Monthly Archives: May 2021

Yangon

Yangon: formerly Rangoon City (metro. Area pop., 1996 est.: 4,000,000), principal seaport, and capital of Myanmar, on the Yangon River. It was a fishing village until the present city was founded c.1755 by Burmese King Alaungpaya, and developed into a port. The British occupied in 1824-26 during the First Anglo-Burmese War and again took it in 1852 during the Second Anglo-Burmese War. After the British annexation of all of Burma (Myanmar) in 1886, Rangoon became the capital city. During World War II the Japanese occupied it and it suffered severe damage. In 1988 it was the scene of severe repression of anti-government demonstrators by the military. It handles more than 80% of Myanmar’s foreign commerce.”

Excerpted from: Stevens, Mark A., Ed. Merriam Webster’s Collegiate Encyclopedia. Springfield, Massachusetts: Merriam-Webster, 2000.

 

Cultural Literacy: Indochina

Here is a Cultural Literacy worksheet on Indochina, which is a region rather than a nation. It’s not a word much heard anymore. When I was a child in the 1960s, however, as the Vietnam War escalated and raged, it was a fairly commonly heard locution.

The term was coined by one Conrad Malte-Brun in the early nineteenth century as a way of emphasizing the influence (as you can hear in the word itself) of Chinese and Indian culture in Mainland Southeast Asia. Later, the modifier French was added to give us French Indochina, obviously a reflection of France’s colonial presence in Vietnam, Cambodia, and Laos. In other words, this is a term invented by Europeans to describe several distinct ethnicities and cultures–another Orientalist trope.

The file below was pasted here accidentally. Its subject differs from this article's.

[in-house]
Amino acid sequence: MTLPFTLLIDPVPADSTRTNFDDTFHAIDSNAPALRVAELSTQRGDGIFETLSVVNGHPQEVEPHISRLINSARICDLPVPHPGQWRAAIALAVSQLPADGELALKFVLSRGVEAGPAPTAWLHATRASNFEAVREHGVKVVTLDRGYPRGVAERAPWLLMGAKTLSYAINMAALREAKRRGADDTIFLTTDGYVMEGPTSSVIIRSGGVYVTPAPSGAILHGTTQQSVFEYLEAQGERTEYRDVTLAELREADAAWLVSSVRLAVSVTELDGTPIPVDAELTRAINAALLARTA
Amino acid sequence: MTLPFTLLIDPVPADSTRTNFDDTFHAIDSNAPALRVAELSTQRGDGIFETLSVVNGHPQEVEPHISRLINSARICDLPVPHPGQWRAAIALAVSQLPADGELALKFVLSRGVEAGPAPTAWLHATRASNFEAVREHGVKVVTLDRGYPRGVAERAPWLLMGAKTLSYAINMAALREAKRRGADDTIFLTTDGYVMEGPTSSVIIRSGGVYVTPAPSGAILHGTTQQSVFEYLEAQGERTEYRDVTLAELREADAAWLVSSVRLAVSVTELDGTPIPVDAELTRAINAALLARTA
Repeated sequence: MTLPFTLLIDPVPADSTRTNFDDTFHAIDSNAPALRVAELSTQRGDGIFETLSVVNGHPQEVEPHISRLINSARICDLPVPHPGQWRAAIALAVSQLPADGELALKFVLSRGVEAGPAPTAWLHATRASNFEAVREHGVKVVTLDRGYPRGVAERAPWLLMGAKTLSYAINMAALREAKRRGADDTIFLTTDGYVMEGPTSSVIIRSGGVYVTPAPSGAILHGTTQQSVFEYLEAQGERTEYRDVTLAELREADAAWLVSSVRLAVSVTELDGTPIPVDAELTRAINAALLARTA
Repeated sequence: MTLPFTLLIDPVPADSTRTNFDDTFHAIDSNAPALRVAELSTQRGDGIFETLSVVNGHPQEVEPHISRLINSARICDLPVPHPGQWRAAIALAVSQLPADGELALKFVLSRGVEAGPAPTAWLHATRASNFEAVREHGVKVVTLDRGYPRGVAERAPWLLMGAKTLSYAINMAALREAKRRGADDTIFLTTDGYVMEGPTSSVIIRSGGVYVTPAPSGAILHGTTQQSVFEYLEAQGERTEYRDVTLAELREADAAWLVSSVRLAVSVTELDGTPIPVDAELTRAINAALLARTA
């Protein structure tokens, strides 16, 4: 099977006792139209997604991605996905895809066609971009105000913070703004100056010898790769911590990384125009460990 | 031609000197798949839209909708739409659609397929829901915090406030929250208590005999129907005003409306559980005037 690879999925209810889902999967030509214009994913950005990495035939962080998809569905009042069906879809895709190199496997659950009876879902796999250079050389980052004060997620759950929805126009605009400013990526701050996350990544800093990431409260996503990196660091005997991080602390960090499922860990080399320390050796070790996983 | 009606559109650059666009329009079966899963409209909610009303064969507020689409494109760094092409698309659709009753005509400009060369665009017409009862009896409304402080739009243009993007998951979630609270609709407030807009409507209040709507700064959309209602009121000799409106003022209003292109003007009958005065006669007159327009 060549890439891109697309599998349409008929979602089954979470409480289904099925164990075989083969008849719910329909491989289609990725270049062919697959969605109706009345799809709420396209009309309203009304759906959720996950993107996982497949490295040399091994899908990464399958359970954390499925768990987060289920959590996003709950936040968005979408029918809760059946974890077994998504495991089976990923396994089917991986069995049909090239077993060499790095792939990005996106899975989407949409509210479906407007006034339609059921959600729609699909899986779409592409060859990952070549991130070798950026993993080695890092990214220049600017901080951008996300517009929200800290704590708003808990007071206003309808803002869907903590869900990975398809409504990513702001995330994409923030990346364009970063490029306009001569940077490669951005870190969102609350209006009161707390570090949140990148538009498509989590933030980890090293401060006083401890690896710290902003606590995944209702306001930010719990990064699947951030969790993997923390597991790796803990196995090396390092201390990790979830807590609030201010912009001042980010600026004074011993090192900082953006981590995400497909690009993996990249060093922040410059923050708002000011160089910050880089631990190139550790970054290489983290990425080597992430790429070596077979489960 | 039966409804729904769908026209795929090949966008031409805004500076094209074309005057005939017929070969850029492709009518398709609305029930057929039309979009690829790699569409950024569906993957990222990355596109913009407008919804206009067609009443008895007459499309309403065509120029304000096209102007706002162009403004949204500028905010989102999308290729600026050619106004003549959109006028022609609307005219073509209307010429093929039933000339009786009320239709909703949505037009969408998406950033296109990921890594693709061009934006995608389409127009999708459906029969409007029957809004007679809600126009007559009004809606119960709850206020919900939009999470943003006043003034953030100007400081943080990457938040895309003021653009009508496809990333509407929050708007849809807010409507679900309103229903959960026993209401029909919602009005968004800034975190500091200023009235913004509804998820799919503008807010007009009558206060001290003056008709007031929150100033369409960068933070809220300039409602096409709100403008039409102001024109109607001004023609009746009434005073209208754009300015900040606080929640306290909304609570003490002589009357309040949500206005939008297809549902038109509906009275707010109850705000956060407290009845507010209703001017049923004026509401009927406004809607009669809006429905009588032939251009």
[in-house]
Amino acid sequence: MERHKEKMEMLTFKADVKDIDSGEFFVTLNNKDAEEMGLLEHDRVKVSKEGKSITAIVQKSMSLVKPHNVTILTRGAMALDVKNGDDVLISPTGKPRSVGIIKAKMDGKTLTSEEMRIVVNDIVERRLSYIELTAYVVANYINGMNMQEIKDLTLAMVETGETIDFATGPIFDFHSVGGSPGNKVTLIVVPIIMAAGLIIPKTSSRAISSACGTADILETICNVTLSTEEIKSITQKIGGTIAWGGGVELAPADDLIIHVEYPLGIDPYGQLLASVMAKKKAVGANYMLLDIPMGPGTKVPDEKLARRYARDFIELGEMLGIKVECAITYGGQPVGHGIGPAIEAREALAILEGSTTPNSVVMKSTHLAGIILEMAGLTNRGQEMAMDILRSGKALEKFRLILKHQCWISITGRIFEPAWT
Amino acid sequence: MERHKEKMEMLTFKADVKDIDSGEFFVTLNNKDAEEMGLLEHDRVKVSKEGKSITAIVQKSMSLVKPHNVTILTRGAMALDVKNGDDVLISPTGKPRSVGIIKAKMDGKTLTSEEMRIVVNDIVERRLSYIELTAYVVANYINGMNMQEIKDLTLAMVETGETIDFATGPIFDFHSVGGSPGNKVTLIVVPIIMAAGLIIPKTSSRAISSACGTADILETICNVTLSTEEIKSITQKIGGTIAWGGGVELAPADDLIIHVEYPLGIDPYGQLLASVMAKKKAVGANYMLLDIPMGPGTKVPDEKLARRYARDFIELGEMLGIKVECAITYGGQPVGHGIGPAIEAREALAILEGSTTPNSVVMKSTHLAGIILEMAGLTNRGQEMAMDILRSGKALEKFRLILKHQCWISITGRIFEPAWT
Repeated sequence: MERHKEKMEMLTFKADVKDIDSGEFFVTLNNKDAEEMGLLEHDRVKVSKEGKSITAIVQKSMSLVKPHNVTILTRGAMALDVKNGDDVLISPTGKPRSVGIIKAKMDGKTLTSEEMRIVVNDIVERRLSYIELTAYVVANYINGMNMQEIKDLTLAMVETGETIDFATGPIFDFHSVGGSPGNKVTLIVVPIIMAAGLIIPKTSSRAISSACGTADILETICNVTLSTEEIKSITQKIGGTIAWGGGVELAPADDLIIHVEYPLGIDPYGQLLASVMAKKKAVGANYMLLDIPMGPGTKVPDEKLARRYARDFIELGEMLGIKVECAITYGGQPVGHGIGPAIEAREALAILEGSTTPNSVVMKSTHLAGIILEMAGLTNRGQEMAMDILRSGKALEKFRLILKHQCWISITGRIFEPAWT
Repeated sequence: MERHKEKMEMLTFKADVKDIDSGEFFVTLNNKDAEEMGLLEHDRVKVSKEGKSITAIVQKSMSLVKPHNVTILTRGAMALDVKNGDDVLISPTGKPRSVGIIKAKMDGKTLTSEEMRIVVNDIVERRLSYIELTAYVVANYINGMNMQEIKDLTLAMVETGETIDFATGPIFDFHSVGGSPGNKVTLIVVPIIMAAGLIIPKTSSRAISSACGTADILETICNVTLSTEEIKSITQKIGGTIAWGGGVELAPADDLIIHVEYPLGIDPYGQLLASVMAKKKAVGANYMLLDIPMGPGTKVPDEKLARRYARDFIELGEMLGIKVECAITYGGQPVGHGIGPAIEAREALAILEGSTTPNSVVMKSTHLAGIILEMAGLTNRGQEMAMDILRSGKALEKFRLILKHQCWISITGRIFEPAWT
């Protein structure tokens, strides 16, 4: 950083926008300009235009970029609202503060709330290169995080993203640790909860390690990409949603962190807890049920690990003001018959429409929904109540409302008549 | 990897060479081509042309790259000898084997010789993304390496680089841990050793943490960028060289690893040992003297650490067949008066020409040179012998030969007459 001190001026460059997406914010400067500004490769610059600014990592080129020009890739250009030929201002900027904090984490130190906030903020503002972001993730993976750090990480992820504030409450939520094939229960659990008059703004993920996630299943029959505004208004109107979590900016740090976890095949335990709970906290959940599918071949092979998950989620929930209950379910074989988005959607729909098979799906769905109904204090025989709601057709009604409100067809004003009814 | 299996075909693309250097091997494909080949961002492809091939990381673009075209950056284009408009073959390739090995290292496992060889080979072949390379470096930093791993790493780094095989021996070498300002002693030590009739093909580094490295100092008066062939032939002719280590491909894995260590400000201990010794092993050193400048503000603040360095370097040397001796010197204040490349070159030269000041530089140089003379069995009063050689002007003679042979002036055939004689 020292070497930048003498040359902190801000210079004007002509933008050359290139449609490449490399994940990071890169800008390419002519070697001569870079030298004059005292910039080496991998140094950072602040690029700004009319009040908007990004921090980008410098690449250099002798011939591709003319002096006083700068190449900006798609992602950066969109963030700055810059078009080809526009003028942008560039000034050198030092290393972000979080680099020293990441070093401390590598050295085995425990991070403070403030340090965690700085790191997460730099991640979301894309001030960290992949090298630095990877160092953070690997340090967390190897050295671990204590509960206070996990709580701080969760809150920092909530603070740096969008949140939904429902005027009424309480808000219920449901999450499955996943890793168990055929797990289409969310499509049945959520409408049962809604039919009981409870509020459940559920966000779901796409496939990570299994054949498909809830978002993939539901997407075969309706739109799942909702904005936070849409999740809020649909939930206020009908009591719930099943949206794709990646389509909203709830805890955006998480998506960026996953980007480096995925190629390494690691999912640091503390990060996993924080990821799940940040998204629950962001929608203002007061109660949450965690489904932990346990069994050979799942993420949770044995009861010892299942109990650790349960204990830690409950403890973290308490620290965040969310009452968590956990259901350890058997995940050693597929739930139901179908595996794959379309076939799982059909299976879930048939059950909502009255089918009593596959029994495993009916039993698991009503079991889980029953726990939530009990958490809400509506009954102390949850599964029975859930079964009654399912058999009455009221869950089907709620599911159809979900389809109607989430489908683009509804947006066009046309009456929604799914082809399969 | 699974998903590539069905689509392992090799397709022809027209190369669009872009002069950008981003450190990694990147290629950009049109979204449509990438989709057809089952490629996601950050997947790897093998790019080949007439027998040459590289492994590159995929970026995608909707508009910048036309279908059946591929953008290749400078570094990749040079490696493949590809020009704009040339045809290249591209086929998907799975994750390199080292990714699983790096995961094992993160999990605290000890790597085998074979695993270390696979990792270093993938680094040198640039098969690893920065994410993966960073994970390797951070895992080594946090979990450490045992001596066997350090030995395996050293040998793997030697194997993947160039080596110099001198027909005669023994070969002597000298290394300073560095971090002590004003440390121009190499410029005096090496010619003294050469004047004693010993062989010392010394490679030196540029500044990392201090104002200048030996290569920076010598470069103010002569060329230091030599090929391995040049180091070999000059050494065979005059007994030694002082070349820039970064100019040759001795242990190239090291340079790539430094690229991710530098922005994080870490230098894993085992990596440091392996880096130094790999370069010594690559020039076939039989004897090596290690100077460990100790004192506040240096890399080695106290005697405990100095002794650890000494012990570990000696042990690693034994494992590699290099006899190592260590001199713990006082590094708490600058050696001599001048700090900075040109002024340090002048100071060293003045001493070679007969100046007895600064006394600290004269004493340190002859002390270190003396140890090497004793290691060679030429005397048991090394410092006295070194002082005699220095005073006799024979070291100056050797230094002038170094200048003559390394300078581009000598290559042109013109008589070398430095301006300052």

If you find typos in this document, I would appreciate a notification. And, as always, if you find this material useful in your practice, I would be grateful to hear what you think of it. I seek your peer review.

The Pandemic Continues

Sunday, May 9, 2021

Mark’s Text Terminal has undergone a number of major changes during the COVID19 pandemic while the author has been unemployed. The blog is now more searchable while at the same time fewer, and more descriptive (I hope) categories and compound tags serve to guide you toward what you seek. If you’re looking for the original COVID 19 at Mark’s Text Terminal post that was previously pinned here, you’ll find it here. If you have any questions about the material you find here, leave a comment with contact information (all comments on the blog require my approval, so you won’t be exposing your email address to the open Internet; I’ll delete your comment after I take your contact information from it) and I’ll get back to you. The only other change here is that I deleted the Twitter account associated with this blog: Twitter, for reasons that escape me, suspended my account, and I just don’t care enough about it to work at resolving whatever caused the suspension.

Stay safe, be well, and let’s all get back to educating children.

Ho Chi Minh on Sniffing Imperialist Dung

[Remark, ca. 1946] “It is better to sniff the French dung for a while than eat China’s all our lives.”

Ho Chi Minh, Quoted in Jean Lacouture, Ho Chi Minh: A Political Biography (1968) (translation by Peter Wiles)

Excerpted from: Schapiro, Fred, ed. The Yale Book of Quotations. New Haven: Yale University Press, 2006.